LONGVIEW -- Mule deer hunting in some parts of eastern Washington will be
curtailed or substantially reduced this year because severe winter conditions took a
heavy toll on herds.
The Washington Fish and Wildlife Commission on Saturday voted not to issue
buck deer permits in 61 hunts. Nearly all the areas are on the eastern slopes of the
Commissioners also voted not to issue elk permits in seven hunting areas where
animals were hard hit by harsh winter weather.
Besides eliminating hunts in areas where winter mortality rates were high,
commissioners also allocated buck deer and bull elk special permits statewide among
archery, modern firearm and muzzleloader hunters.
The issue of how to fairly allocate those permits among modern firearm,
muzzleloader and archery hunters drew much public testimony.
After much debate, commissioners voted to adopt a citizen's task force
recommendation that permits be divvied up among hunters based on the number of
hunters in each user group and last year's success rates in bagging a buck deer or
branch antlered bull elk.
Complete permit information will be available statewide on Wednesday (April
23) at all Department of Fish and Wildlife offices and at hunting license dealers. The
information will also be available on the Internet at http://wdfw.wa.gov.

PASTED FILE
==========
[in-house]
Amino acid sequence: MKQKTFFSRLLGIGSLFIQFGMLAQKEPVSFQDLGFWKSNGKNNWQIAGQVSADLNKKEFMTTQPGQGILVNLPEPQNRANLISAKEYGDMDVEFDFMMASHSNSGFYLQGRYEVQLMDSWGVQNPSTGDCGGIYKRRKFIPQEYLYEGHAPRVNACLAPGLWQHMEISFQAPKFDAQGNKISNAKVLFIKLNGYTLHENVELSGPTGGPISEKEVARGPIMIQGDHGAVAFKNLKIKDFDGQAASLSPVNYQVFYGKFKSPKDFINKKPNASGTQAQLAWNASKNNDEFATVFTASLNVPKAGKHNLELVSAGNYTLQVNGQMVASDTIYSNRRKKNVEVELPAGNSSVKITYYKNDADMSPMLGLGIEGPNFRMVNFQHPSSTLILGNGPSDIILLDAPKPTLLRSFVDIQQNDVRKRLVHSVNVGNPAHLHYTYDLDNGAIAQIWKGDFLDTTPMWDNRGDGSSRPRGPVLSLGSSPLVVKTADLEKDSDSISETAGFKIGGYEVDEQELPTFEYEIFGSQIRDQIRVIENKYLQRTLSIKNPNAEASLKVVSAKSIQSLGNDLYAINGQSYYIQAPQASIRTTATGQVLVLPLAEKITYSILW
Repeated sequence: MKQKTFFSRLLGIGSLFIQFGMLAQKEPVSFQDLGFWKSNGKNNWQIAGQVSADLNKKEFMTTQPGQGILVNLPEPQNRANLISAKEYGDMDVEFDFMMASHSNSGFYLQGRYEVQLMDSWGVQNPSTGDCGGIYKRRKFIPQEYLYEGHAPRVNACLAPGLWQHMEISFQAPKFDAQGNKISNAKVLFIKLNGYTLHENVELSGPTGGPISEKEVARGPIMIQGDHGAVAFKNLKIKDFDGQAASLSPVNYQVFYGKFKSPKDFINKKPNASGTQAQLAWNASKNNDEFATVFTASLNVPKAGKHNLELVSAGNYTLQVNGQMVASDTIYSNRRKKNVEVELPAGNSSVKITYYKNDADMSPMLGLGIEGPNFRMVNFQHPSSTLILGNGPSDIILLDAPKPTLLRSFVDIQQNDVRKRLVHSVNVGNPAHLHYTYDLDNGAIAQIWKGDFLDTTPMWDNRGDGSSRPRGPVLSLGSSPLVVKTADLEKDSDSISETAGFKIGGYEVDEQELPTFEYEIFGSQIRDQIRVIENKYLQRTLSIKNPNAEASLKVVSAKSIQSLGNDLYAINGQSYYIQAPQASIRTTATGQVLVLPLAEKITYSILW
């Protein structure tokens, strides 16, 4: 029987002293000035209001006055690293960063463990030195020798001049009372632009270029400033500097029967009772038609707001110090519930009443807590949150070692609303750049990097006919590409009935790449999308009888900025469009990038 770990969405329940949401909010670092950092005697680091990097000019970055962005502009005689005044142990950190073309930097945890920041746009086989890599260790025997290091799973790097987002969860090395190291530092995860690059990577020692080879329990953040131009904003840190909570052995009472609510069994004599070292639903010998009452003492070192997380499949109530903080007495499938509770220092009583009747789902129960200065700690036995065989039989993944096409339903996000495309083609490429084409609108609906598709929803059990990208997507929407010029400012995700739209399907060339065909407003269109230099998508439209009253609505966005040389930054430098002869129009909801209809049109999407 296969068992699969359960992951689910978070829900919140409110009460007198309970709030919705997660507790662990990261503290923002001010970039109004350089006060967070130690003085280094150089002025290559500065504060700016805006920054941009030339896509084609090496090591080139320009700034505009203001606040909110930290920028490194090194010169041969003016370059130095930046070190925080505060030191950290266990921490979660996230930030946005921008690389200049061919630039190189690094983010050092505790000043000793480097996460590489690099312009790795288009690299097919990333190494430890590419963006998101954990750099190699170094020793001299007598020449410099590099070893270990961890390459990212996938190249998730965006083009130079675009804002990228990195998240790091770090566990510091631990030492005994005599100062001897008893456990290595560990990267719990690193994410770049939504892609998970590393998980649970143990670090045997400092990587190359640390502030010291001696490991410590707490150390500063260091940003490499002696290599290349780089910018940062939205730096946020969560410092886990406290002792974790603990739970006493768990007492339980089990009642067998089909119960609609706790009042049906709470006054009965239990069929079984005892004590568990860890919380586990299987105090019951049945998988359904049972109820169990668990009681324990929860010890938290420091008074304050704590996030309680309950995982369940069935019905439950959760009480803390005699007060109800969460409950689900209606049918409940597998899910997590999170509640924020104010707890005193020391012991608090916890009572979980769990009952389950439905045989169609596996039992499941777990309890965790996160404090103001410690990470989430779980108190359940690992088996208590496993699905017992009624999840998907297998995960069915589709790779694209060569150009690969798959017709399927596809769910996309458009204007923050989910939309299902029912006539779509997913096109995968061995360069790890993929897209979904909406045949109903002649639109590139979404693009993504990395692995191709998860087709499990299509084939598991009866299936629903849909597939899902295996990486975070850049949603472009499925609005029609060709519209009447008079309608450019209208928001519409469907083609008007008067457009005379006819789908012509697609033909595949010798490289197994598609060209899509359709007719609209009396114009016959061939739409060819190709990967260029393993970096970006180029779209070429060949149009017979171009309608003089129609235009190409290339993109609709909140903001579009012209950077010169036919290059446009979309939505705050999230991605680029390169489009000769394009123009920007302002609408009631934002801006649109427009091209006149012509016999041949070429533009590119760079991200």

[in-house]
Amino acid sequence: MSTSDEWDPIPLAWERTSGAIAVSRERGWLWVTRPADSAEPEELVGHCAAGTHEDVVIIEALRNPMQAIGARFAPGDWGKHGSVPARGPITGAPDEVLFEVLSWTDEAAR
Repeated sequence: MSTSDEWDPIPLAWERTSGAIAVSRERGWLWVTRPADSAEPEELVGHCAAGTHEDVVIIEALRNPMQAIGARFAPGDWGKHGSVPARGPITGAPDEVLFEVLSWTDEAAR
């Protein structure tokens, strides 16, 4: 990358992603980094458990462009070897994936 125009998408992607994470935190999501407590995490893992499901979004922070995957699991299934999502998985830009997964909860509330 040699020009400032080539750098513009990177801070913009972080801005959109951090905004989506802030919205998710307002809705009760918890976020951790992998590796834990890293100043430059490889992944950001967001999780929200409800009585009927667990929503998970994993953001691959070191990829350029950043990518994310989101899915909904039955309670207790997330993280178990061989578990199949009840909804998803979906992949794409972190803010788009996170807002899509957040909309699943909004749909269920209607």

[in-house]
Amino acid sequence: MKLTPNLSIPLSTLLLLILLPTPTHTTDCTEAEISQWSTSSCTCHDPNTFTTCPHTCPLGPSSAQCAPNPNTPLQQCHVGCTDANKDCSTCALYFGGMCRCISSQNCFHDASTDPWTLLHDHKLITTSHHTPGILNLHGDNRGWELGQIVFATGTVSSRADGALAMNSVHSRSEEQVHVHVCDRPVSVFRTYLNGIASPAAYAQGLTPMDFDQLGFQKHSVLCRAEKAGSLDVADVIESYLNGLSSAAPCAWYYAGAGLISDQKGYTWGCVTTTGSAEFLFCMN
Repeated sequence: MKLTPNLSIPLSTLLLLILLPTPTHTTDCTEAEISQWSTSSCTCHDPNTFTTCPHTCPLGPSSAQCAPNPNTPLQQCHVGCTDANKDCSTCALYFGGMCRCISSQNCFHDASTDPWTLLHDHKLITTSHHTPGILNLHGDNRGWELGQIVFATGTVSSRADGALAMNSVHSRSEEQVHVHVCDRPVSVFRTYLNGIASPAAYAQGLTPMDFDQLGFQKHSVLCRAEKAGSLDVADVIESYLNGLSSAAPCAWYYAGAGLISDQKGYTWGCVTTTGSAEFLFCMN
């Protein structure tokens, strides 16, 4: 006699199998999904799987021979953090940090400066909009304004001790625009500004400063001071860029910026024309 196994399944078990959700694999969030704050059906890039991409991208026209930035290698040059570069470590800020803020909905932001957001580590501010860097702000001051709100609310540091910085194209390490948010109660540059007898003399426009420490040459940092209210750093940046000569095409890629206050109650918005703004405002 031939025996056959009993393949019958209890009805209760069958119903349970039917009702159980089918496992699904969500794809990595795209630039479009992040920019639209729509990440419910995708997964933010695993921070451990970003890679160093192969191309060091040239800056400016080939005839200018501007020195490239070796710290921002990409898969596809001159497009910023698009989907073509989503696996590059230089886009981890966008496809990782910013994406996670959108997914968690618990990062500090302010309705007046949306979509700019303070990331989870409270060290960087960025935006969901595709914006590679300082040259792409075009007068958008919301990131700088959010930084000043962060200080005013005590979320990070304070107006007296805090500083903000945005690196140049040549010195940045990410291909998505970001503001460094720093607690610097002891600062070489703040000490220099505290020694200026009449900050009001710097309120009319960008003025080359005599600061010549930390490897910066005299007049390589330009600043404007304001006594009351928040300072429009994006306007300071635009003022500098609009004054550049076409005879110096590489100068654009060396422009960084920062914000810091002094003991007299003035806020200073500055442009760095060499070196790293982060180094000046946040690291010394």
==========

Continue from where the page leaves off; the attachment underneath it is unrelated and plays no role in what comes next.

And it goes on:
Applications for special permits are due May 2.
In early March, wildlife biologists reported that mule deer populations on the
eastern slopes of the Cascades had experienced large mortality rates because of deep
snow and extended periods of freezing temperatures.
As a result, the biologists said they would recommend to commissioners that no
buck or doe hunting permits be issued for many areas. The overwhelming number of
the areas are identified in the department's hunting pamphlet as the 200 and 300 series
game management units.
Biologists said that while precise mortality rates are unavailable, some herds are
believed to have lost extremely large numbers of animals. In Chelan County alone, bad
weather may have claimed up to 60 percent of the mule deer fawns.
Some elk herds that inhabit the same areas experienced significant losses,
according to biologists. However, elk are able to withstand severe winter conditions far
better than mule deer.
In other actions, commissioners set moose, bighorn sheep and mountain goat
hunting permit quotas, and voted to raffle four permits for four, big game species again
This year marks the first year such a raffle has been held to provide additional
hunter opportunities and raise money for deer, elk, bighorn sheep and moose